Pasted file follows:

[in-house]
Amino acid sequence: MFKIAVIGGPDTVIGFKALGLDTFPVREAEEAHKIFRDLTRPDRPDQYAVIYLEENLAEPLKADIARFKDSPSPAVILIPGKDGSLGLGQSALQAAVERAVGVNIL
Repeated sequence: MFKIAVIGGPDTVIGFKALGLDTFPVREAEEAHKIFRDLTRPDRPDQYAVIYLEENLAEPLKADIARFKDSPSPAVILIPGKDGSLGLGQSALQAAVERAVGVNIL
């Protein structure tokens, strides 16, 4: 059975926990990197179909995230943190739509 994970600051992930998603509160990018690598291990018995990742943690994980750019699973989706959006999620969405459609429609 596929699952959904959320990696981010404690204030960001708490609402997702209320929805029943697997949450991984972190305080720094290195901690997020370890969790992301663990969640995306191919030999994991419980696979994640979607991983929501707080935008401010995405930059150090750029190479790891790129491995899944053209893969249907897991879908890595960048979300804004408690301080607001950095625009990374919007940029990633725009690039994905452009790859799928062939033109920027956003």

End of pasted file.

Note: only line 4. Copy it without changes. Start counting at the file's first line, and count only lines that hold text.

């Protein structure tokens, strides 16, 4: 059975926990990197179909995230943190739509 994970600051992930998603509160990018690598291990018995990742943690994980750019699973989706959006999620969405459609429609 596929699952959904959320990696981010404690204030960001708490609402997702209320929805029943697997949450991984972190305080720094290195901690997020370890969790992301663990969640995306191919030999994991419980696979994640979607991983929501707080935008401010995405930059150090750029190479790891790129491995899944053209893969249907897991879908890595960048979300804004408690301080607001950095625009990374919007940029990633725009690039994905452009790859799928062939033109920027956003």